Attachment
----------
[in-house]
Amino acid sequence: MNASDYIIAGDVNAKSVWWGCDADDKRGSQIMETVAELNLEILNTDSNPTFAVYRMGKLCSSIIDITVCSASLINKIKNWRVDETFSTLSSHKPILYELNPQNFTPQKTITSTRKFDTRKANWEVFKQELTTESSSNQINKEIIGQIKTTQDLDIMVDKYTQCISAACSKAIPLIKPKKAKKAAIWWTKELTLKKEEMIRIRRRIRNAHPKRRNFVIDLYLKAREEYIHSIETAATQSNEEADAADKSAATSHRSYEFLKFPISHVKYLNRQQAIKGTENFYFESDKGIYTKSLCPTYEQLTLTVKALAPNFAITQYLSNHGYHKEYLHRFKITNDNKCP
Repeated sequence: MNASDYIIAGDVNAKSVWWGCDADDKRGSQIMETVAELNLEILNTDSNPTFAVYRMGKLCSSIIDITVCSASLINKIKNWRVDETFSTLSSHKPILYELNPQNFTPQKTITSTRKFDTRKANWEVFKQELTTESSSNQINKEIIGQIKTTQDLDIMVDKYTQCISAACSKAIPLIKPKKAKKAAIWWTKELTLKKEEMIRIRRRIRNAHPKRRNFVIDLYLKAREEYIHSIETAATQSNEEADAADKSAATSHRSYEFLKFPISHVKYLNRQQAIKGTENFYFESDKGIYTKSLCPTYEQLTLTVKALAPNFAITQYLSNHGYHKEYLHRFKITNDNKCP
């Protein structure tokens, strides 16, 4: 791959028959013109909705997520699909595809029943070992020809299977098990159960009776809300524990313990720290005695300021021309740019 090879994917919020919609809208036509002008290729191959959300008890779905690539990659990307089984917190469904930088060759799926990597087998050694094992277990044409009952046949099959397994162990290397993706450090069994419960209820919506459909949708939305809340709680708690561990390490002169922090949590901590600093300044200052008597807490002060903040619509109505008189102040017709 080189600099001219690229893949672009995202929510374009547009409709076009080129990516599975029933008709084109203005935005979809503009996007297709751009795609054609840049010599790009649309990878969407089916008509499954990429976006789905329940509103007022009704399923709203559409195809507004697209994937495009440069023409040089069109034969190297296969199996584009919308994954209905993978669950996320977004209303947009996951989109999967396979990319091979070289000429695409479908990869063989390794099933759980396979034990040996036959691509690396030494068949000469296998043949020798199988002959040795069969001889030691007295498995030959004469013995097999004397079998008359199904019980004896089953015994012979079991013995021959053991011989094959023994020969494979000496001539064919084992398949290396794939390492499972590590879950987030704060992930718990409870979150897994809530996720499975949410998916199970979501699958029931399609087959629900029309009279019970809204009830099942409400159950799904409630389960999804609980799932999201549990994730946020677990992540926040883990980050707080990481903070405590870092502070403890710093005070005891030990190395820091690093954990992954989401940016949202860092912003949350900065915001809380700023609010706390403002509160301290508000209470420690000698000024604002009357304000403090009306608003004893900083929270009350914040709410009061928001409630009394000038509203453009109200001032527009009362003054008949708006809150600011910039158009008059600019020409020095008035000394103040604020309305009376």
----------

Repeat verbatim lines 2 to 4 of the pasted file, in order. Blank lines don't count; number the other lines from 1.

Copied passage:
Amino acid sequence: MNASDYIIAGDVNAKSVWWGCDADDKRGSQIMETVAELNLEILNTDSNPTFAVYRMGKLCSSIIDITVCSASLINKIKNWRVDETFSTLSSHKPILYELNPQNFTPQKTITSTRKFDTRKANWEVFKQELTTESSSNQINKEIIGQIKTTQDLDIMVDKYTQCISAACSKAIPLIKPKKAKKAAIWWTKELTLKKEEMIRIRRRIRNAHPKRRNFVIDLYLKAREEYIHSIETAATQSNEEADAADKSAATSHRSYEFLKFPISHVKYLNRQQAIKGTENFYFESDKGIYTKSLCPTYEQLTLTVKALAPNFAITQYLSNHGYHKEYLHRFKITNDNKCP
Repeated sequence: MNASDYIIAGDVNAKSVWWGCDADDKRGSQIMETVAELNLEILNTDSNPTFAVYRMGKLCSSIIDITVCSASLINKIKNWRVDETFSTLSSHKPILYELNPQNFTPQKTITSTRKFDTRKANWEVFKQELTTESSSNQINKEIIGQIKTTQDLDIMVDKYTQCISAACSKAIPLIKPKKAKKAAIWWTKELTLKKEEMIRIRRRIRNAHPKRRNFVIDLYLKAREEYIHSIETAATQSNEEADAADKSAATSHRSYEFLKFPISHVKYLNRQQAIKGTENFYFESDKGIYTKSLCPTYEQLTLTVKALAPNFAITQYLSNHGYHKEYLHRFKITNDNKCP
């Protein structure tokens, strides 16, 4: 791959028959013109909705997520699909595809029943070992020809299977098990159960009776809300524990313990720290005695300021021309740019 090879994917919020919609809208036509002008290729191959959300008890779905690539990659990307089984917190469904930088060759799926990597087998050694094992277990044409009952046949099959397994162990290397993706450090069994419960209820919506459909949708939305809340709680708690561990390490002169922090949590901590600093300044200052008597807490002060903040619509109505008189102040017709 080189600099001219690229893949672009995202929510374009547009409709076009080129990516599975029933008709084109203005935005979809503009996007297709751009795609054609840049010599790009649309990878969407089916008509499954990429976006789905329940509103007022009704399923709203559409195809507004697209994937495009440069023409040089069109034969190297296969199996584009919308994954209905993978669950996320977004209303947009996951989109999967396979990319091979070289000429695409479908990869063989390794099933759980396979034990040996036959691509690396030494068949000469296998043949020798199988002959040795069969001889030691007295498995030959004469013995097999004397079998008359199904019980004896089953015994012979079991013995021959053991011989094959023994020969494979000496001539064919084992398949290396794939390492499972590590879950987030704060992930718990409870979150897994809530996720499975949410998916199970979501699958029931399609087959629900029309009279019970809204009830099942409400159950799904409630389960999804609980799932999201549990994730946020677990992540926040883990980050707080990481903070405590870092502070403890710093005070005891030990190395820091690093954990992954989401940016949202860092912003949350900065915001809380700023609010706390403002509160301290508000209470420690000698000024604002009357304000403090009306608003004893900083929270009350914040709410009061928001409630009394000038509203453009109200001032527009009362003054008949708006809150600011910039158009008059600019020409020095008035000394103040604020309305009376």